MEMBERS ONLY: Interview With Scott Carter, Producer Of Real Time With Bill Maher, Part Two

Below is the full text of our interview with Scott Carter, exclusive to to Banter Members:

Jeremy Fassler: Whose idea was it to bring Steve Bannon on to the show?

Bannon had appeared on Real Time when he produced a documentary on Sarah Palin called The Undefeated, before many people knew about him. Any time somebody has been on, we generally keep in touch with them. This is the 16year of the show, so we have had over 2000 guests, and we try to keep tabs on different people and utilize them when it looks like their profile might be shifting, like KellyAnn Conway, who I first knew when she was a pollster for Republican Senator and who we had on the show in 2016 after Trump named her to his campaign.

When you decided to invite him, was there any pushback from your staff?

There was no second-guessing whether or not we should make this offer. The mandate of our show is to cast as wide of a net as possible for opinions, and then trust our viewers to be persuaded by the person who makes the strongest argument.

Who came up with the questions for him?

I work with whatever writers are assigned to the particular one-on-one guests at the beginning of the show, the people who book them will often have input, and Bill will have a couple of things that he wants to get to.

I think was a good interview, and I give Bill a lot of credit with being tough on Bannon. But is there a reason that before this crucial midterm, we should hear from people like him and not, for example, people working the grassroots and trying to help the Democrats?

Well, the goal of our show is not the goal that you are positing, which is to be more partisan, more tribal. What we want is to go to the truth, and if that truth leads us to indict liberals, so be it. If that truth indicts conservatives, so be it. Look, we’re not a political party. We have a consistent mandate, independent of whether or not there’s an impending election, and we’re obligated to be entertaining. Years ago, when Bill was hosting Politically Incorrect, we did focus groups that showed us that only 14% of people who were regular fans of the show said they agreed with Bill most of the time. A lot of people come to this not to see their tribe re-enforced, but to hear an issue that may not have had the time throughout the week or throughout that day to have read as much as we have. That attests to the fairness of our forum.

I think there’s a romantic notion where we think if we can trip up someone like Bannon in a debate, our side has “won” over him. Do you think approaching him, or anyone in that way is the wrong way to go into it? Is it better to hoist him on his own petard and let the viewer decide whether he’s right or wrong?

We believe in bringing people out, as though people are back in the forest and there’s a clearing. We want everybody to come into the clearing with their ideas, and we trust our viewers to make a correct assessment of who those people are.

Your audience isn’t entirely liberal, but the show tends to slant towards the liberal point of view… What can liberals take away from listening to Bill Maher engage Steve Bannon?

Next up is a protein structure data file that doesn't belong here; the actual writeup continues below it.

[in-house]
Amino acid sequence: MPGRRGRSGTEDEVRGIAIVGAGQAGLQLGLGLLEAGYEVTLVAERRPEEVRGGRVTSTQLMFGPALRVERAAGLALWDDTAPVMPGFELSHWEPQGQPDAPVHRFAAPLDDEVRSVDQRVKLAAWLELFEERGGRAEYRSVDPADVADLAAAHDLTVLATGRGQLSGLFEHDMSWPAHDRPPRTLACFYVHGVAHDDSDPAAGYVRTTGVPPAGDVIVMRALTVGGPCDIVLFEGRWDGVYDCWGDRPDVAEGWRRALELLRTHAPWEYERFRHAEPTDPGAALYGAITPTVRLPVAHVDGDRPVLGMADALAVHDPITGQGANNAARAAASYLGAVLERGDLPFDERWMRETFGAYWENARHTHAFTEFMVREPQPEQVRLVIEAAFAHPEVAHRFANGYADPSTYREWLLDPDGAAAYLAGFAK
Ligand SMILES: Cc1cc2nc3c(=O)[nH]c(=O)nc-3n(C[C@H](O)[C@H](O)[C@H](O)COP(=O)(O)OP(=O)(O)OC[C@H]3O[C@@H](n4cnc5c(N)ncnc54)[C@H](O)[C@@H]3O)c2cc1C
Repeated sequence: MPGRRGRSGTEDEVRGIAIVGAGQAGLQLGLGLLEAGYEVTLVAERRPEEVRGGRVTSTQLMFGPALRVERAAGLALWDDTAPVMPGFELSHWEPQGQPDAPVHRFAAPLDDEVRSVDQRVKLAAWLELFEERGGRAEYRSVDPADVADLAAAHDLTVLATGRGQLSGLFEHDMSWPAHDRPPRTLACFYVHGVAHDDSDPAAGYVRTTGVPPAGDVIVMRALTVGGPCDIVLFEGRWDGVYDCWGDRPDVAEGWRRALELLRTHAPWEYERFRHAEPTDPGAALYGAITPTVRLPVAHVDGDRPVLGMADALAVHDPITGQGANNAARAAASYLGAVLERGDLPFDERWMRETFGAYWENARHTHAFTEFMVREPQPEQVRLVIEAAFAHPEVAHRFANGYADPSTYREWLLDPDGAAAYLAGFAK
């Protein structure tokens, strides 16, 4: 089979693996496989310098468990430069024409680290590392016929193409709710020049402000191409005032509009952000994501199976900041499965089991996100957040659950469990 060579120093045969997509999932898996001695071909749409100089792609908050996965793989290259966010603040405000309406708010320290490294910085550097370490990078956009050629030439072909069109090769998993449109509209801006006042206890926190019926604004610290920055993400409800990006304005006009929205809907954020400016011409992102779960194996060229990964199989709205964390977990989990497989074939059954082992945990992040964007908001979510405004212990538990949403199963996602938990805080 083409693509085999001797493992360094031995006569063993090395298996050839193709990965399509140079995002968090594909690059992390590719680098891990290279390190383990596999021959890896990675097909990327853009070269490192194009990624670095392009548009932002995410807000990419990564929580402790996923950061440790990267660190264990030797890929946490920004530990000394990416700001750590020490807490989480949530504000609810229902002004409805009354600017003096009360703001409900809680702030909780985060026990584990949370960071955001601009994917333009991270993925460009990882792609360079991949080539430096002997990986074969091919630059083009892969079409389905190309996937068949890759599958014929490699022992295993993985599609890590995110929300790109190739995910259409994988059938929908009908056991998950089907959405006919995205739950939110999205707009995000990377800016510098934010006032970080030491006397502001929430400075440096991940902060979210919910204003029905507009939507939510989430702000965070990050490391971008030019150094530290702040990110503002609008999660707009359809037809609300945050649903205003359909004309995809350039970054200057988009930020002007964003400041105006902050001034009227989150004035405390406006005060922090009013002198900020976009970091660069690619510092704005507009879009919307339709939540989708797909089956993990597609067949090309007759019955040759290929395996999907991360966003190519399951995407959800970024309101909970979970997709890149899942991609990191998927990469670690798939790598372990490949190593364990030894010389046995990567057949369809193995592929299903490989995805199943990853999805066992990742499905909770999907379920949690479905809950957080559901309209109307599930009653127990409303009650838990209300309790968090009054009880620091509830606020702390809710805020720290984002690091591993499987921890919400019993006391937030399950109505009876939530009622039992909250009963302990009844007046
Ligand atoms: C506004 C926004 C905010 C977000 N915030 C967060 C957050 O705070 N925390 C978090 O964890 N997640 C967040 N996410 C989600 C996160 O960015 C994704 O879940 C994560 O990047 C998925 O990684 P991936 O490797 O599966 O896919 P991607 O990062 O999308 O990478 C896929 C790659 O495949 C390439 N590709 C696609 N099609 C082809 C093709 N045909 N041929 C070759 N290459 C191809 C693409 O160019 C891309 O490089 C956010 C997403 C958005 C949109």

Scott Carter: I think that the purpose of our show is to give a stress test to the strength of our principles. And if we just have people on with whom we agree, as Malcolm Gladwell tweeted when Bannon was disinvited from the New Yorker festival, “that’s not a festival of ideas, that’s a dinner party.” We don’t do a dinner party. In fact, one of the things I tell guests when they’re on the show for the first time is, “imagine that this is a dinner party where you’re seated next to someone with whom you do not always agree, but neither do you throw your drink in their face nor hit them over the head with a chair.”

Yes, but freedom of speech is not freedom from consequence, and several guests on the New Yorker Festival’s lineup threatened to bolt because of Bannon’s presence. It also received a great deal of blowback in the public forum.

People like Jim Carrey and John Mulaney have the right to withdraw from appearing, and I think his dis-invitation had to do with that, and not [the public response.] The First Amendment is very important to us and we’ve been dismayed by instances in the last several years where people with unpopular opinions have been prevented from speaking, and we don’t believe in that. When Dr. Charles Murray [author of The Bell Curve] goes to speak at colleges now, people have got up in the audience and shouted so that he could not be heard. In more than one instance, they’ve followed him and other people after he leaves the auditorium, and have harassed him to the point of physical danger in restaurants as he has tried to eat.

But if a university invites someone whose views are harmful or detrimental to students of color, or female students, it feels like the university is saying their opinion doesn’t matter.

Then the easiest way to deny the strength of a forum would be to not show up and have no one attend. I think what people implicitly do when they prohibit someone from talking is they are saying, “this person’s ideas are so strong that if they were allowed to talk, they would become persuasive.” That underestimates the intelligence of the average viewer, listener, or audience member. We have a different philosophy on this show. We believe that if we are right, we will persuade people and that if we are not persuasive, we don’t think we should be sided with. The notion of stopping people from talking says that people on our side are so stupid that they will believe whatever they hear, so if there is an idea we do not agree with, we must stop it from being voiced.

We’ve seen this anger on the left a number of times this year, such as when The New York Times hired and fired Quinn Norton after discovering she had used insensitive language, and when the Atlantic did the same to Kevin Williamson after they learned he would punish women for having abortions. What is the lesson for those publications, and to a similar extent, Real Time? Is it that you should think about who you hire to represent your brand? Or does rejecting them stifle free speech, even if their speech harms marginalized people?